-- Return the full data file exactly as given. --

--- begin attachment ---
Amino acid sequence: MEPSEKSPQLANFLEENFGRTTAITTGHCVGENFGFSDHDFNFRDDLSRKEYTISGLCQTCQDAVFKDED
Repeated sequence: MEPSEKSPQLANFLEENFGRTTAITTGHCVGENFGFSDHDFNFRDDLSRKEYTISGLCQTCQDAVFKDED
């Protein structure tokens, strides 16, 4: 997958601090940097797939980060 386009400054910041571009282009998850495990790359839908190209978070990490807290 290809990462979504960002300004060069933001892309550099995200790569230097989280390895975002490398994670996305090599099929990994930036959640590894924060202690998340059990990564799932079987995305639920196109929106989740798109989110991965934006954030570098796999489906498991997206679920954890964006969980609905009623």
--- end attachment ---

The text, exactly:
Amino acid sequence: MEPSEKSPQLANFLEENFGRTTAITTGHCVGENFGFSDHDFNFRDDLSRKEYTISGLCQTCQDAVFKDED
Repeated sequence: MEPSEKSPQLANFLEENFGRTTAITTGHCVGENFGFSDHDFNFRDDLSRKEYTISGLCQTCQDAVFKDED
């Protein structure tokens, strides 16, 4: 997958601090940097797939980060 386009400054910041571009282009998850495990790359839908190209978070990490807290 290809990462979504960002300004060069933001892309550099995200790569230097989280390895975002490398994670996305090599099929990994930036959640590894924060202690998340059990990564799932079987995305639920196109929106989740798109989110991965934006954030570098796999489906498991997206679920954890964006969980609905009623």